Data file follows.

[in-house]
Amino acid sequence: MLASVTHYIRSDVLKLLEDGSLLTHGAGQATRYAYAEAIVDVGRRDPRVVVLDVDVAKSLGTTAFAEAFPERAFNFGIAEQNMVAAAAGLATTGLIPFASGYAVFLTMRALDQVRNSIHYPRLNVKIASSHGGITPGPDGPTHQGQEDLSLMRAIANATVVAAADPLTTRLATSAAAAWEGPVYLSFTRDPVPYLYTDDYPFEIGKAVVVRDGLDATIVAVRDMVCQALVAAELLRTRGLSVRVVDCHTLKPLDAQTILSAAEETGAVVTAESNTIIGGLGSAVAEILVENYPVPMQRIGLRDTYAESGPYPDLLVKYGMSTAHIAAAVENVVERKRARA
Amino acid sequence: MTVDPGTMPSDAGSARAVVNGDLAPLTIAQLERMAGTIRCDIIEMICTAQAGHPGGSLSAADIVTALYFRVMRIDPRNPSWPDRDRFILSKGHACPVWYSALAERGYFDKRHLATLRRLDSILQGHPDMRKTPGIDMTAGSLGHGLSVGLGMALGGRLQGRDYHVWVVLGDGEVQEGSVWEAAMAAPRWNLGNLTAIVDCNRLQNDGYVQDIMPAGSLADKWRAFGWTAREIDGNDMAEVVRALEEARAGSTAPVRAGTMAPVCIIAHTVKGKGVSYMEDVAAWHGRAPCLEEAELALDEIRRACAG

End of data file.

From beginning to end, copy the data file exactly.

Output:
[in-house]
Amino acid sequence: MLASVTHYIRSDVLKLLEDGSLLTHGAGQATRYAYAEAIVDVGRRDPRVVVLDVDVAKSLGTTAFAEAFPERAFNFGIAEQNMVAAAAGLATTGLIPFASGYAVFLTMRALDQVRNSIHYPRLNVKIASSHGGITPGPDGPTHQGQEDLSLMRAIANATVVAAADPLTTRLATSAAAAWEGPVYLSFTRDPVPYLYTDDYPFEIGKAVVVRDGLDATIVAVRDMVCQALVAAELLRTRGLSVRVVDCHTLKPLDAQTILSAAEETGAVVTAESNTIIGGLGSAVAEILVENYPVPMQRIGLRDTYAESGPYPDLLVKYGMSTAHIAAAVENVVERKRARA
Amino acid sequence: MTVDPGTMPSDAGSARAVVNGDLAPLTIAQLERMAGTIRCDIIEMICTAQAGHPGGSLSAADIVTALYFRVMRIDPRNPSWPDRDRFILSKGHACPVWYSALAERGYFDKRHLATLRRLDSILQGHPDMRKTPGIDMTAGSLGHGLSVGLGMALGGRLQGRDYHVWVVLGDGEVQEGSVWEAAMAAPRWNLGNLTAIVDCNRLQNDGYVQDIMPAGSLADKWRAFGWTAREIDGNDMAEVVRALEEARAGSTAPVRAGTMAPVCIIAHTVKGKGVSYMEDVAAWHGRAPCLEEAELALDEIRRACAG